These words must be complicated for non-native speakers to pronounce. In fact, many native speakers must do too as many reduce them phonetically to "fith" and "sikth".
The thing is - I don't. I pronounce all the consonants. I come from London but have moved around a lot. Does anyone have any information on what accents etc. pronounce these words properly and which ones don't.
See the dictionary and practise your pronunciation a loud. It works because I did that in my first beginning.
>>>Baba, Simon Said he has no problem with this words since he comes from London. But thank for your advice, since many learners may find it helpfull.
>>>Simon, I have no problem with this words. What I find hard in English is the vowels and the numerous shorcuts which prevent me to recognize the words, sometimes.
prevent me from recognizing.
Simon, the corruptions I've heard most frequently are "fift" and "sixt" instead of "fifth" and "sixth." Sometimes even something like "fiff" for 5th and something like "sikss" for 6th. I'm thinking of the rural Appalachian speech I heard growing up. I think "fith" and "sikth" sound really strange, and don't recall hearing those before.
When I try to do the "The sixth sick sheik's sixth sheep's sick" tongue twister rapidly I end up collapsing "sixth" into "sikss."
I can't immediately think of anywhere else in the language where the combination of k-s-th sounds occurs! And it seems to me that we actually insert some kind of stop in between the s and th, more like k-s-t-th. My tongue definitely hits the back of my teeth for a `t' sound before moving between the teeth to articulate the `th.'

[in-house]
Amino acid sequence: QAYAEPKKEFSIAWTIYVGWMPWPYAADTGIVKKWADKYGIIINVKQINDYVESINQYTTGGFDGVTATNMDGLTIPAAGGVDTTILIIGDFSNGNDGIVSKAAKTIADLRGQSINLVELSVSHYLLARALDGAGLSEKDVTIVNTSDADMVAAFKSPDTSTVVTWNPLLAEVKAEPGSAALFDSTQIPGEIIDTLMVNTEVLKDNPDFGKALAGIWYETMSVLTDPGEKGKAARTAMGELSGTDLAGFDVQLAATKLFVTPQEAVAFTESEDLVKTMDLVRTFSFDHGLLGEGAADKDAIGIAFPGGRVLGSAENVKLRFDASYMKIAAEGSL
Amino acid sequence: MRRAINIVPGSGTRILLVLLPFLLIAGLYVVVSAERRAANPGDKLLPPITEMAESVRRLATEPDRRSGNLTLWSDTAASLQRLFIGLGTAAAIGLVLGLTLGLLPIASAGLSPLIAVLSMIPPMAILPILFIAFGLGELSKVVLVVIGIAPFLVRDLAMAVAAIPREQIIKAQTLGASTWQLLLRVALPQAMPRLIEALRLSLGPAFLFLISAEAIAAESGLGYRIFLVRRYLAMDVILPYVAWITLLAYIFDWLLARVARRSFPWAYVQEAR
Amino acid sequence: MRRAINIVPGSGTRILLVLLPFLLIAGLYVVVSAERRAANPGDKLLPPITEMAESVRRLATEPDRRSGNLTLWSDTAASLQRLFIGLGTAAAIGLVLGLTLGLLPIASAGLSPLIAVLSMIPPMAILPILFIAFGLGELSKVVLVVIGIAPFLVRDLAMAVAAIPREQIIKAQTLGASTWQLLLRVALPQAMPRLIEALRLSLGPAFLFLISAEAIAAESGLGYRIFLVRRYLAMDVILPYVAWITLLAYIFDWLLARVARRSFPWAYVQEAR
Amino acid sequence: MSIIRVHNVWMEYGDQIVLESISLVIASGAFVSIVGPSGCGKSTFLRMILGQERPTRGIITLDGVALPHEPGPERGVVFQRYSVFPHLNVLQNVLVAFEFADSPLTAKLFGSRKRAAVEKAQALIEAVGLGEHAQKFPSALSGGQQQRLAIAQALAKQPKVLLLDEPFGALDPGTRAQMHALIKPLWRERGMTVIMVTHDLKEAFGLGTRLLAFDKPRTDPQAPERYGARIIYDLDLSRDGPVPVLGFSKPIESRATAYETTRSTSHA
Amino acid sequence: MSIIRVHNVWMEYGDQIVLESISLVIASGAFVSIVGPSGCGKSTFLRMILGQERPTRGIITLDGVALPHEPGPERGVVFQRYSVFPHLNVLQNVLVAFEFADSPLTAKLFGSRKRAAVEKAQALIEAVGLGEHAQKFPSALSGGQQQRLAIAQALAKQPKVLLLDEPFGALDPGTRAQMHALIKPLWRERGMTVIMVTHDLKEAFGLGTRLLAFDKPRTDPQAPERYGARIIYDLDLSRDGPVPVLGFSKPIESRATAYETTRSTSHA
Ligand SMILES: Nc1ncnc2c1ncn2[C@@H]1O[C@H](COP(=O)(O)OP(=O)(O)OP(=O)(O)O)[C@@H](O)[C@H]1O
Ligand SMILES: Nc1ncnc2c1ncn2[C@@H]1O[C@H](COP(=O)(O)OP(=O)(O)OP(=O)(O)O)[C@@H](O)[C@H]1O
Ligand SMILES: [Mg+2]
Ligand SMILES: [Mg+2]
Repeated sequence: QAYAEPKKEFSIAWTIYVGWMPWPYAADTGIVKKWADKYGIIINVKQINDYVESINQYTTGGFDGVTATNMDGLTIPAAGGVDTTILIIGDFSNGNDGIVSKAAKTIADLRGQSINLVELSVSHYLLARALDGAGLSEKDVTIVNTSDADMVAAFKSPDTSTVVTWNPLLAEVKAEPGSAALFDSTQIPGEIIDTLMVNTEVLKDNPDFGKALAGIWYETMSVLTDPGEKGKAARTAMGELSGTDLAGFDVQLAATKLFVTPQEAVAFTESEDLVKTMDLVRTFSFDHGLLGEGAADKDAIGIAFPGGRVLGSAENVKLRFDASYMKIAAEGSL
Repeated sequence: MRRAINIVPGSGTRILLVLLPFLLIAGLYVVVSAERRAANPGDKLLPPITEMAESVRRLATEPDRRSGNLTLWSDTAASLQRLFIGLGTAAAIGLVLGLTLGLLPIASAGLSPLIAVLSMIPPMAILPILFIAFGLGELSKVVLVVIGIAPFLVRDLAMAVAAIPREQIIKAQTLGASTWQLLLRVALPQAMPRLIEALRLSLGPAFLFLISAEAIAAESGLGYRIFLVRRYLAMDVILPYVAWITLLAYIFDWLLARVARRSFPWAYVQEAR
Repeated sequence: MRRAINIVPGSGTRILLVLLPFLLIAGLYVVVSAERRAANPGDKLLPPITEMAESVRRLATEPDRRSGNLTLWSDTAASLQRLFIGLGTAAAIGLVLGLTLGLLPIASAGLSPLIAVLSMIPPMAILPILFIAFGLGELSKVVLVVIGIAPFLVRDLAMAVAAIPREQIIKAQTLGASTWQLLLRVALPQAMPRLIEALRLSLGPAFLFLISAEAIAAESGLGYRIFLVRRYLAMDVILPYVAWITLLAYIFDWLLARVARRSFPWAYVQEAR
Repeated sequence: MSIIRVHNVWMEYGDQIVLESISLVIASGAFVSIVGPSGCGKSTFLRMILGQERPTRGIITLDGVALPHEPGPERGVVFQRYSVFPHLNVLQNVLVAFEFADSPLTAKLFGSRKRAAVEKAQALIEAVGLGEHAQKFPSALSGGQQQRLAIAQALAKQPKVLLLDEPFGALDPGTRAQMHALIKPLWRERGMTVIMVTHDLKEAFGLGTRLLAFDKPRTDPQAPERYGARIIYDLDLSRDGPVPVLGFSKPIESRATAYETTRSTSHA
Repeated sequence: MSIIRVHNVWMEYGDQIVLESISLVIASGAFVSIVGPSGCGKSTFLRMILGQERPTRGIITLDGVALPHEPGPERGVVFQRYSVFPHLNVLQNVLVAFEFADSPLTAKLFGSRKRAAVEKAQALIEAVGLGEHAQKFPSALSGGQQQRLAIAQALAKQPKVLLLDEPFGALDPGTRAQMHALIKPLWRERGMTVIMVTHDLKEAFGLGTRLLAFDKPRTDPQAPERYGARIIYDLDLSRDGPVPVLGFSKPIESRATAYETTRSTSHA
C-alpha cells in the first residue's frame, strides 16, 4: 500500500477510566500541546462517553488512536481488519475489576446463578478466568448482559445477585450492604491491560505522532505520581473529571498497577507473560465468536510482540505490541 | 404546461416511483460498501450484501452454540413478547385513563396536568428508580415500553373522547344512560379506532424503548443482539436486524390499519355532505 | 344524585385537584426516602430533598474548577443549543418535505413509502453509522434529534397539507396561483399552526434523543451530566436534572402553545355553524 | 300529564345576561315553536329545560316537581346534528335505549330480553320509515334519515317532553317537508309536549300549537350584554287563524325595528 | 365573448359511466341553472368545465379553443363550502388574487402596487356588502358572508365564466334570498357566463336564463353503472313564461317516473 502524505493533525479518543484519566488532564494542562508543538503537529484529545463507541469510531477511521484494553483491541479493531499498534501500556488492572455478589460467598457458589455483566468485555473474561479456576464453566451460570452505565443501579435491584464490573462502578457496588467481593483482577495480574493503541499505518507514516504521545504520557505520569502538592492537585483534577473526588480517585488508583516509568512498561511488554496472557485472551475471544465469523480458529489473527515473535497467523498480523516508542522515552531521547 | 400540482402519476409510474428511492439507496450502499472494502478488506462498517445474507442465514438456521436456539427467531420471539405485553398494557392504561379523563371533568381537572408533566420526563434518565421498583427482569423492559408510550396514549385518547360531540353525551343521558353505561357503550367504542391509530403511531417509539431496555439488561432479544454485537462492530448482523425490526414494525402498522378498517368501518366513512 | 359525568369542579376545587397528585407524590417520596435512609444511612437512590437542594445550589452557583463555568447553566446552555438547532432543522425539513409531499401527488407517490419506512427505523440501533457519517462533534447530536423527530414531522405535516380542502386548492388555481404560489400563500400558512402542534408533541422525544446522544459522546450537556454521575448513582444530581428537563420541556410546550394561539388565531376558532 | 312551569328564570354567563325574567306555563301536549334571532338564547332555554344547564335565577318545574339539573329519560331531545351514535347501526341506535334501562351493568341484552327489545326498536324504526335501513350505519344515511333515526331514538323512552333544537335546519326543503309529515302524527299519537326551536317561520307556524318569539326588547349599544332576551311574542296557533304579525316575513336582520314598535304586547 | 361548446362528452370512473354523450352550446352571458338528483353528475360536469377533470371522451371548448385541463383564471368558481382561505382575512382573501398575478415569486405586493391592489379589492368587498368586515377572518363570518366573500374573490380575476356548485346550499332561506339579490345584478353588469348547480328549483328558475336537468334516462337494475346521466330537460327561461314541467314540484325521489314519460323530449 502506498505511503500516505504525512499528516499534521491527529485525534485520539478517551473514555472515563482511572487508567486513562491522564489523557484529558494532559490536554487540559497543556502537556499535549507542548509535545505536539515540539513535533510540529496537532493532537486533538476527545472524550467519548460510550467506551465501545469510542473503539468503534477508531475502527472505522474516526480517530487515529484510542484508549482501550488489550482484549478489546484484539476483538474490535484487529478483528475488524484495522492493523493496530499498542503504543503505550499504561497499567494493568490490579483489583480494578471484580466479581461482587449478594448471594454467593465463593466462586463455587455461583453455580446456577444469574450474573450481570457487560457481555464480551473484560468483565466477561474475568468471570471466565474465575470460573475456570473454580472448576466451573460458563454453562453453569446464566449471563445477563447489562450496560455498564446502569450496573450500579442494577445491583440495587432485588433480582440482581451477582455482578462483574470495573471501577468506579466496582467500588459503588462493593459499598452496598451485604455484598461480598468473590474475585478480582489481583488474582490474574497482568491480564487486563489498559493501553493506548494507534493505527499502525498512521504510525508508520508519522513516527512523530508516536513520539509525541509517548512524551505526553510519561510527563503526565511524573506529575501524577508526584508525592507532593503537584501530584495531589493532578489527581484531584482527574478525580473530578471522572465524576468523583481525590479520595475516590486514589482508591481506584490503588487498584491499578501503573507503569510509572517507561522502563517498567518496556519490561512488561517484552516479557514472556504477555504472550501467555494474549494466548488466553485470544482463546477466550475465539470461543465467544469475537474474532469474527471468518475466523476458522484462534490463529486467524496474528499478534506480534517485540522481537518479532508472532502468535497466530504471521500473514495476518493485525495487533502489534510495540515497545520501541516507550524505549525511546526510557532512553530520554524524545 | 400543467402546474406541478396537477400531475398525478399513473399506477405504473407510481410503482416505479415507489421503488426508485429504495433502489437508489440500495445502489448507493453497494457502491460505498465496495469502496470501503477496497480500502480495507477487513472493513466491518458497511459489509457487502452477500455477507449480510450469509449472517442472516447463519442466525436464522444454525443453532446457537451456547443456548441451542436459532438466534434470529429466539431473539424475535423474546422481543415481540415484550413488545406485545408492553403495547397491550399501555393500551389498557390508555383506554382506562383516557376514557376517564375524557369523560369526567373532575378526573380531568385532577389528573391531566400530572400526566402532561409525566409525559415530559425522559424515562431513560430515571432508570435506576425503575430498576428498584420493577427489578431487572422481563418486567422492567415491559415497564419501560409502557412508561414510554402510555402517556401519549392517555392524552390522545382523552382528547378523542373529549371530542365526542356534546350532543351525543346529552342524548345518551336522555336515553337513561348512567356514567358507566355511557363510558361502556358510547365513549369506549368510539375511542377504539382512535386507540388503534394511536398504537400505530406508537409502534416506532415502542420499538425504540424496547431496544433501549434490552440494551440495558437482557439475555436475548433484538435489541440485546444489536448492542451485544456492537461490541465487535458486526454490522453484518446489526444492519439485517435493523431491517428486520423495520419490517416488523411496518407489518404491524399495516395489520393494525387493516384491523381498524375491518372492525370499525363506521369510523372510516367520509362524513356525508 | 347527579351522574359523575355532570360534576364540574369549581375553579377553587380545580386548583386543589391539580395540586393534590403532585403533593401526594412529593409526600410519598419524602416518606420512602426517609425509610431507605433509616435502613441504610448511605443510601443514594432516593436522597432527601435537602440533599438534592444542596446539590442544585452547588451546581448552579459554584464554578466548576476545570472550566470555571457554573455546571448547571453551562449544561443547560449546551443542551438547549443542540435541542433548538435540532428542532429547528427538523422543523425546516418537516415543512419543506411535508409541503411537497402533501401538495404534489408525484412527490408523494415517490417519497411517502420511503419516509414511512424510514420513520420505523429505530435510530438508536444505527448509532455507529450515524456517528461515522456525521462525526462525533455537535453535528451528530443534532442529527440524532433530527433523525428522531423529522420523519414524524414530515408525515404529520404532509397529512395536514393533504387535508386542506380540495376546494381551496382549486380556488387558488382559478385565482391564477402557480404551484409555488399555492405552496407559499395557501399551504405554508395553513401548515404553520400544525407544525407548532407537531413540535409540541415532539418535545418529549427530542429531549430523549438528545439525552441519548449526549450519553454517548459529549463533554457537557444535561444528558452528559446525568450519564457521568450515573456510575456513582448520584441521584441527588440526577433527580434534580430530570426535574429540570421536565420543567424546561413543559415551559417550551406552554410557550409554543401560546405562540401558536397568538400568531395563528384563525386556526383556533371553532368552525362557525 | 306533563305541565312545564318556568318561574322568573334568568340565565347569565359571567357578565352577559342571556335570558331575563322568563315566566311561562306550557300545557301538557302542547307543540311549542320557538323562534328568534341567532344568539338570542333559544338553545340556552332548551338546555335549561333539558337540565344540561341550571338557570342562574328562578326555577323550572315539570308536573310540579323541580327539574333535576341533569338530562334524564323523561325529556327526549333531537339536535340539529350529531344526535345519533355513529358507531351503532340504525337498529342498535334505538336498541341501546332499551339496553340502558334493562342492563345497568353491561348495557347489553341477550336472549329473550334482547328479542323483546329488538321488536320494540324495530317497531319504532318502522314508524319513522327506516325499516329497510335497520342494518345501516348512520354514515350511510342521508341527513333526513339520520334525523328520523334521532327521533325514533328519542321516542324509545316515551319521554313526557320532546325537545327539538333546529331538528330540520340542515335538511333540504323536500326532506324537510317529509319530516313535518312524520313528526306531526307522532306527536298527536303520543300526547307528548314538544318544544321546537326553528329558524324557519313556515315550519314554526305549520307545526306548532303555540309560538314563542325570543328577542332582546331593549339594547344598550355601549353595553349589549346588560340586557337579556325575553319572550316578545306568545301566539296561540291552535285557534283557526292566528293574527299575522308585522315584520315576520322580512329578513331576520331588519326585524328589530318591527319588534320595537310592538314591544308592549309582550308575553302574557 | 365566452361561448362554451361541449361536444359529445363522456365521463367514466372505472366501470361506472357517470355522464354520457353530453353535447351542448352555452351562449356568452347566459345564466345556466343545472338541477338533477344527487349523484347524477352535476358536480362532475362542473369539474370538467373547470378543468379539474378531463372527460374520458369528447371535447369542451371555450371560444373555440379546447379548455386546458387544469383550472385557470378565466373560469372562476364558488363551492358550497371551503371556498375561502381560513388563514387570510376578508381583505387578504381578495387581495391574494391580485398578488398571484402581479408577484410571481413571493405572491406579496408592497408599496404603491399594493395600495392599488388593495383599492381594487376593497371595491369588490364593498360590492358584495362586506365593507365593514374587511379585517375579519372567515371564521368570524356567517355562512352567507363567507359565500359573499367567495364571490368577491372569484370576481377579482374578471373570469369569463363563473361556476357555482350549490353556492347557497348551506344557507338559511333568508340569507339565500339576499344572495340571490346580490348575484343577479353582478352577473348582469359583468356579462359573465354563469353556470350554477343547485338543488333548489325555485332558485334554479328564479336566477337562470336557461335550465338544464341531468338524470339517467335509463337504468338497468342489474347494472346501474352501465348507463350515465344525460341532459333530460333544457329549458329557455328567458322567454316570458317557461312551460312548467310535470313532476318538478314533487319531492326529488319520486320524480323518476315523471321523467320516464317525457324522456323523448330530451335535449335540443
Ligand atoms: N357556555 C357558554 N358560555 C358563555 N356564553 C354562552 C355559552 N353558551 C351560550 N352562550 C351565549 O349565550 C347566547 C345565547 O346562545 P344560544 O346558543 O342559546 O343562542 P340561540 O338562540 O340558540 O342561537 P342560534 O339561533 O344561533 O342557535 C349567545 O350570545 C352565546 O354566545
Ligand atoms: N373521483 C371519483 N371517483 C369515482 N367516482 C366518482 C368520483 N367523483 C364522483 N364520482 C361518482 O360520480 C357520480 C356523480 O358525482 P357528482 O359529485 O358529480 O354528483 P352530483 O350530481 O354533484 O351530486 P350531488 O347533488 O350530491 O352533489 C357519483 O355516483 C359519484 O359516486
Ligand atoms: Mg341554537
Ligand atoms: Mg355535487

My lisp prevents me from pronouncing "sixth" correctly, though I don't have too much trouble pronouncing "fifth".
In Cockney, "fifth" and "sixth" turns into "fif" and "sixf."
I pronounce all the consonants too. I come from Sydney and I too have moved around a lot. I can't speak for my whole country though.
Clark, not everyone from London is a Cockney. I basically said that because I don't sound so typically London anymore and people whose accent sound like mine tend to say the corrupted versions. I meant more middle class inner London speech. I have never sounded Cockney much as it would make me sound hard and "salt of the earth". Maybe it's just because like Jim I have moved around a lot.
I do not believe I said EVERYONE from London is a Cockney, did I. I rather like the London accent (non-Cockney). The blond haired lady from Changing Rooms (Linda, I think she is called) has this accent.
> In Cockney, "fifth" and "sixth" turns into "fif" and "sixf."
I think "sixf" is much tougher to pronounce than the standard. How do they articulate the "xf" combination?
Do cockneys pronounce sixth as "sixf"? I've never noticed that. But cockneys do say things like "fink" instead of "think".
Saying "sixTH" is harder to me than saying "sixF."
Ok, I say "siksth" and "fif-th" (although it's possibly that the "s"/"f" and "th" sounds merge into a halfway sound rather than get said in their pure forms).
What do you say?
In America, we always pronounce the "th" at the end. However, there are some people who do not, most noteably, the blacks (they say "fif and sixf).